[ney-tuh-tawr-ee-uhm, -tohr-, nat-uh-]
A natatorium is, strictly speaking, a structurally separate building containing a swimming pool. In Latin, a cella natatoria was a swimming pool in its own building; thus, the sense was much as now although it is sometimes also used to refer to any indoor pool even if not housed in a dedicated building (e.g. a pool in a school or a fitness club). It is usually taken for granted that it will also house locker rooms, and perhaps capacity for allied activities, such as a diving tank, facilities for water polo, and so forth. Many colleges and universities have natatoria.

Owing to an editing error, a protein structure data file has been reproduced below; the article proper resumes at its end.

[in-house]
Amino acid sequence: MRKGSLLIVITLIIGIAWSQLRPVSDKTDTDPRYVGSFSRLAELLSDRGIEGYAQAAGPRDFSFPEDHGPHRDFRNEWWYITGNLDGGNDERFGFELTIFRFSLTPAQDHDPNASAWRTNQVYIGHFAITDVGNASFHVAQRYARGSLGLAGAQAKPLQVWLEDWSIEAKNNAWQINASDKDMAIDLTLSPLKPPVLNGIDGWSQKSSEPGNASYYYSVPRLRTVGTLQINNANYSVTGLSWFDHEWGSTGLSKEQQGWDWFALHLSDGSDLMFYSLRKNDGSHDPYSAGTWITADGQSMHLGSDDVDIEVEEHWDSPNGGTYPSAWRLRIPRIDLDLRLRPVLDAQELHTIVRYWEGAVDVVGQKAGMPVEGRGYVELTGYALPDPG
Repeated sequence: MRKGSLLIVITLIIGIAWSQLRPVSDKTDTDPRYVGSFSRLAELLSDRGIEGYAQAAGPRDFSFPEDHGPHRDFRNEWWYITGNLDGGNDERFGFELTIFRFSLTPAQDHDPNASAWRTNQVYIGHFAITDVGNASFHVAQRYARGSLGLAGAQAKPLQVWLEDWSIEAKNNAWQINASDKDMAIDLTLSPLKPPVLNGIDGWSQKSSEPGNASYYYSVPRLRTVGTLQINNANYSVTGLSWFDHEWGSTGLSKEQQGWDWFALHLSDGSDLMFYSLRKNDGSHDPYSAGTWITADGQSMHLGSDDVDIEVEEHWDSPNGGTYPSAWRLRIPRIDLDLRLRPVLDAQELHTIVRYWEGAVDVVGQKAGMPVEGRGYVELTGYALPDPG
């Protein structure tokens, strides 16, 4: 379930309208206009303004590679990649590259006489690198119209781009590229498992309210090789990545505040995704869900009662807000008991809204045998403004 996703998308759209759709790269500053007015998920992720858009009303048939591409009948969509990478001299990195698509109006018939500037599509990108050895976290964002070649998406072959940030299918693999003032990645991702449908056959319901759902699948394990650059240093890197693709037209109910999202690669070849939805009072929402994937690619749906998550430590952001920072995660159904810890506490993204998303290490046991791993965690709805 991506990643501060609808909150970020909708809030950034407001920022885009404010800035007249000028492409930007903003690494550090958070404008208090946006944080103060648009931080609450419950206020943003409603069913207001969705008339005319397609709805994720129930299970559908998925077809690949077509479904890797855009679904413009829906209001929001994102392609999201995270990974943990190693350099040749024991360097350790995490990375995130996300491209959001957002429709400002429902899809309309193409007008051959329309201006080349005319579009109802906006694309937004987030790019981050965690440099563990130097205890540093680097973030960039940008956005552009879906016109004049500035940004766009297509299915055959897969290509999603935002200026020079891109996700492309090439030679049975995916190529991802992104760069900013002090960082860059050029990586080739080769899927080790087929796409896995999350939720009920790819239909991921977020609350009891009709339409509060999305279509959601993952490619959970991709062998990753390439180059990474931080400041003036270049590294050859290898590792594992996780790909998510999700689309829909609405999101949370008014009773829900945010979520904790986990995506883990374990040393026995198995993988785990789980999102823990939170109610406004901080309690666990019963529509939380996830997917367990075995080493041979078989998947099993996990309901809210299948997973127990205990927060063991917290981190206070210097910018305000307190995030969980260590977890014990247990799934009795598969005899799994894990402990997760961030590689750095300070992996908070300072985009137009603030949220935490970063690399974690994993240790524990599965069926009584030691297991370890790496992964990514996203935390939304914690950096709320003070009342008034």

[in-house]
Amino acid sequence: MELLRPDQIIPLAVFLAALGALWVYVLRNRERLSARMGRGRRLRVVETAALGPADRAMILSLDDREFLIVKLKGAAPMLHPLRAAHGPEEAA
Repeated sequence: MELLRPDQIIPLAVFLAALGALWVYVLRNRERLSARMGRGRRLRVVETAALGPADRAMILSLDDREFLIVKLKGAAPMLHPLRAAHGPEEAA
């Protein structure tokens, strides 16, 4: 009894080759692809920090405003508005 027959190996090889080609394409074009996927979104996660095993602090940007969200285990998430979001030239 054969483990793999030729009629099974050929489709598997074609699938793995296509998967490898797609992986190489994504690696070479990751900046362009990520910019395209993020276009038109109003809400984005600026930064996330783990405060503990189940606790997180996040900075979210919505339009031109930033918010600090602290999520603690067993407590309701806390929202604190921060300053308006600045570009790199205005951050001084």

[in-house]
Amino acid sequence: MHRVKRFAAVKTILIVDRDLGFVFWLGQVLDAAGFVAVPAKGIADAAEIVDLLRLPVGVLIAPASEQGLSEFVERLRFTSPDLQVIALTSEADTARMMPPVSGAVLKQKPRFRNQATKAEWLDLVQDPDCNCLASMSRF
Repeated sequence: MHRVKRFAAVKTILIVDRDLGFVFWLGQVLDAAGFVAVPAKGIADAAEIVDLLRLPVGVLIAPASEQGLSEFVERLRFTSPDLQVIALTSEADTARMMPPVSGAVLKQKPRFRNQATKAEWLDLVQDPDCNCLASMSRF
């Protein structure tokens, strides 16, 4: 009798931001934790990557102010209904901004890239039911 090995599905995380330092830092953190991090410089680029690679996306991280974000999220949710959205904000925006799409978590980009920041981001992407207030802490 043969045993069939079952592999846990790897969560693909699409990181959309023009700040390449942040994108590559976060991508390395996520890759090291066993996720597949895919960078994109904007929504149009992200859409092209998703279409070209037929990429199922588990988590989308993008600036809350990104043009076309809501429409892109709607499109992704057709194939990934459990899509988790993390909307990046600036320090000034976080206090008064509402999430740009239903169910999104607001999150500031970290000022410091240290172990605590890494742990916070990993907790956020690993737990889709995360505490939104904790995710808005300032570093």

The Waikiki War Memorial Natatorium in Honolulu, Hawaii is believed to be the largest salt-water natatorium in the world. Although the pool was closed in 1980 due to health concerns, the structure remains a feature on the eastern end of Waikiki in the shadow of Diamond Head. The natatorium was included in the National Trust for Historic Preservation's 1995 list of most endangered historic sites in the U.S.

Natatorium Lake

The third of the four Galena chain lakes in Washington state, USA. So named because it was used for such purposes by the Mazamas in 1906, according to regulations, the women forenoons and men afternoon.

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